• President Obama’s advice to daughters: “Don’t go around looking for insults. If you’re narrowly defining political correctness as a hypersensitivity that ends up resulting in people not being able to express their opinions at all without somebody suggesting they’re a victim…our social discourse and our political discourse becomes like walking on eggshells.”

Chapter 5: Sweat the Small Stuff

  • Author grants permission to complain about small things WITH certain ground rules:

    • Sweat the small stuff BUT do it lightheartedly and with humor and sarcasm.
    • Force yourself to be detail-oriented.
    • Don’t sweat the big stuff.
  • “Venting about the little things provides you with perspective on how silly and unproductive complaining really is…it is a frustration-release valve.”
  • PC culture has driven stand-up comedians out of performing at college campuses due to hyper-sensitivity.
  • “We can’t lose our sense of humor. The alternative is a stuffy emotionally bottled-up society walking on proverbial eggshells.”
  • “As a general leadership rule, you want to punish in private and praise in public.”
  • “In combat, attention to detail is the barrier between life and death. We generally don’t like death, so we pay attention to details.”
  • “The rule of law and societal norms matter. And paying attention to details—even selfishly for your own success—is part of that social contract.”
  • “You ever wonder why we are always doing inspections in the military?…It’s simple: If you can’t get the small stuff right, you won’t get the big stuff right.”
  • Some ways to be more detail-oriented:

    • Ask more questions.
    • Consider context and intent.
    • Consider and make counterarguments.
    • Delve deeper into a topic. Consider repercussions and second order effects.
    • Consider historical context.
  • Example: Minimum wages

    • Superficially minimum wages sound good.
    • Second and third order economic impacts of price controls are not good.
    • Results in fewer jobs, investments in automation and streamlined corporate processes (employers don’t want to spend more).
    • Low-skilled workers are impacted the most.
    • Federal minimum wage is a “one-size-fits-all” solution (consider cost of living disparity between San Francisco, CA and Lubbock, TX).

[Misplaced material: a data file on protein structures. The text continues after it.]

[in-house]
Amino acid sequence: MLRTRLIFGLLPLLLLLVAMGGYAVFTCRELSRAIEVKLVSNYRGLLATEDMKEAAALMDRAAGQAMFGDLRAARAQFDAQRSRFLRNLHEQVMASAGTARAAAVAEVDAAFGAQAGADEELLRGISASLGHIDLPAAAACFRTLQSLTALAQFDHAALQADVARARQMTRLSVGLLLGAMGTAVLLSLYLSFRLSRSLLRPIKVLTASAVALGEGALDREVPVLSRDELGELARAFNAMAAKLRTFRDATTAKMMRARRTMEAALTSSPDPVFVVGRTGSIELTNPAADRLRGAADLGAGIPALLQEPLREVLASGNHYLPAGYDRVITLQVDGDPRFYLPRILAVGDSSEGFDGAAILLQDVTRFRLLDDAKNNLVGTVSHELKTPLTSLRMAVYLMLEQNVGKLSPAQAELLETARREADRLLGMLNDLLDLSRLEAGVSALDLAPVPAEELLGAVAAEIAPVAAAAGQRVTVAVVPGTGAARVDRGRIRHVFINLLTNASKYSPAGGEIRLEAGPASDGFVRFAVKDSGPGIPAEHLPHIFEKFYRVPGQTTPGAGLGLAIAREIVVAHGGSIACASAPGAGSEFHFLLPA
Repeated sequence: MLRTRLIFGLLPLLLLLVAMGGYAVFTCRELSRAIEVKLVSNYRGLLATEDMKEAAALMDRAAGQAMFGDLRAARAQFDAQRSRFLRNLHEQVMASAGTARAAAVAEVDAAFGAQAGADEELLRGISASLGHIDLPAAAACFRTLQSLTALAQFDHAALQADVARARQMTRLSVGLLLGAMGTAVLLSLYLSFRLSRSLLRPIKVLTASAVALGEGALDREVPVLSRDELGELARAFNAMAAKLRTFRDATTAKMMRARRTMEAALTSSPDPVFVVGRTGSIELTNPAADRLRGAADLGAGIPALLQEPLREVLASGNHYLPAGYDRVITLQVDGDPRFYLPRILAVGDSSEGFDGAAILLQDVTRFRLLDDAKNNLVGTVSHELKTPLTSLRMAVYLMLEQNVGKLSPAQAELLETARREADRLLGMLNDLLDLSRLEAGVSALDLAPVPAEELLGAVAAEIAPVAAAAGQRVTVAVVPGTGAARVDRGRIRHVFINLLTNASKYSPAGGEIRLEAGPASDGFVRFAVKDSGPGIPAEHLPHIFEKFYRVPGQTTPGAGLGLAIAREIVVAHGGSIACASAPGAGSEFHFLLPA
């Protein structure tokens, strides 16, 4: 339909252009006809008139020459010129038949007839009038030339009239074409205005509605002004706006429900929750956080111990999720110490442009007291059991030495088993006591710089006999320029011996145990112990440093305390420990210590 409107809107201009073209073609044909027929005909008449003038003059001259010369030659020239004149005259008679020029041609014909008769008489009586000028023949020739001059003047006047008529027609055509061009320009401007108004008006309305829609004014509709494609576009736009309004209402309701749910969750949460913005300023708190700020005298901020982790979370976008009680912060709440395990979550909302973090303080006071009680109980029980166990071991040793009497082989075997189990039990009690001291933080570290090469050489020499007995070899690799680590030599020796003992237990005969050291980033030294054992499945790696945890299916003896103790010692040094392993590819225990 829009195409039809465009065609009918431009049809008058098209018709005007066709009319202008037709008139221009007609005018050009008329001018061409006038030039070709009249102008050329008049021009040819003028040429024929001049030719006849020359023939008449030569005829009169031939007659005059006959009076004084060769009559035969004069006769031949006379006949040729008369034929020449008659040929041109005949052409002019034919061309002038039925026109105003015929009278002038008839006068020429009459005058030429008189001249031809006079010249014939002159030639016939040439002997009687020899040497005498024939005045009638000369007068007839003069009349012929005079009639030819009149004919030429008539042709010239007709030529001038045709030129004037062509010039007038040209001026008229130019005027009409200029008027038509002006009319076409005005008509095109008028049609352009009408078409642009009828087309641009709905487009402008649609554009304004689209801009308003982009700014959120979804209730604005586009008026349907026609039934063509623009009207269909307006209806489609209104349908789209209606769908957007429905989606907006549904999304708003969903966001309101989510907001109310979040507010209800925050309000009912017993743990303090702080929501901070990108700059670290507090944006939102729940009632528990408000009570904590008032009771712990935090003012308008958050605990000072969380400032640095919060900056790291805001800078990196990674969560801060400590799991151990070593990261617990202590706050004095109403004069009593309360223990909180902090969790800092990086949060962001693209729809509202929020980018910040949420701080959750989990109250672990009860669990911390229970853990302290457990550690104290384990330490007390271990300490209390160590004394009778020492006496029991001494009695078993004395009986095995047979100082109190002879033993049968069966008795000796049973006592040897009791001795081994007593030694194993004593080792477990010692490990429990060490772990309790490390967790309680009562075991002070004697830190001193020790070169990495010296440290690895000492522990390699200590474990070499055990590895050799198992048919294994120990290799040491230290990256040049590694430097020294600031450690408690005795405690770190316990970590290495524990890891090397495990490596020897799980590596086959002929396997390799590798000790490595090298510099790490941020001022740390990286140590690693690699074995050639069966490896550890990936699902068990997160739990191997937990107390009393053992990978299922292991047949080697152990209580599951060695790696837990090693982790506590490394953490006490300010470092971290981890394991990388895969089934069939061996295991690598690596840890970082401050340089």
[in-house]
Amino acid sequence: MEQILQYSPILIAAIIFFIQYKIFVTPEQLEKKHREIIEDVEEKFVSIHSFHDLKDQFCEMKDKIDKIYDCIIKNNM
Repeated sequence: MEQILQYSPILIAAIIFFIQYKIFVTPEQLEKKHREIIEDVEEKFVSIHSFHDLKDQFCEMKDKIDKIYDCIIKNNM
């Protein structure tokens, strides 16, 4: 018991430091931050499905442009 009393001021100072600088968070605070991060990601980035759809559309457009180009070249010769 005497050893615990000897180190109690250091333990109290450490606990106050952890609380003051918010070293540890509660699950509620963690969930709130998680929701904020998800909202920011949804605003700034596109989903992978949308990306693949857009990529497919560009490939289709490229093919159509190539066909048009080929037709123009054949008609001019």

• “Sweating the small stuff is…about regaining control over the smaller problems we face.”
  • Rule of thumb: “If you aren’t making someone laugh with your complaints, then you might be doing it wrong.”

Chapter 6: The Right Sense of Shame

  • “Redemption is a trademark of an enlightened society.”
  • “Outrage culture has contorted our ability to seek redemption and recover from failure, which in turn has contorted our sense of shame.”
  • Ask yourself: What was the intent behind the other person’s actions?
  • Mass media and the public are constantly looking for public figures to humiliate and shame (almost as entertainment and sport).
  • Crenshaw’s Harvard professor: “While you’re here, try hard not to offend, and try harder not to be offended.”
  • Crenshaw’s experience with SNL is recounted. Comedian Pete Davison makes a joke about Crenshaw that upsets many people. Crenshaw doesn’t respond with outrage but is invited to the show. Davison apologizes and Crenshaw gets a chance to poke fun at Davison on TV. Nobody needs to resign or is publicly humiliated.
  • “The laws of modern politics dictate that you never throw water on the flames of a good controversy if you can use it to your advantage.”
  • “You’re supposed to play the part of aggrieved victim to the greatest extent possible and use that moral superiority to club your opponents into submission.”
  • “The extreme nature of the outrage mob…has forced the shame response into extreme categories. Everyone has two options now: show deep shame, or show no shame.”
  • “The middle option of showing a little amount of shame in proportion to the actual offense is hardly an option at all.”
  • “Do we really want to live in a culture where reactive apologies are the norm, even when clearly not required?”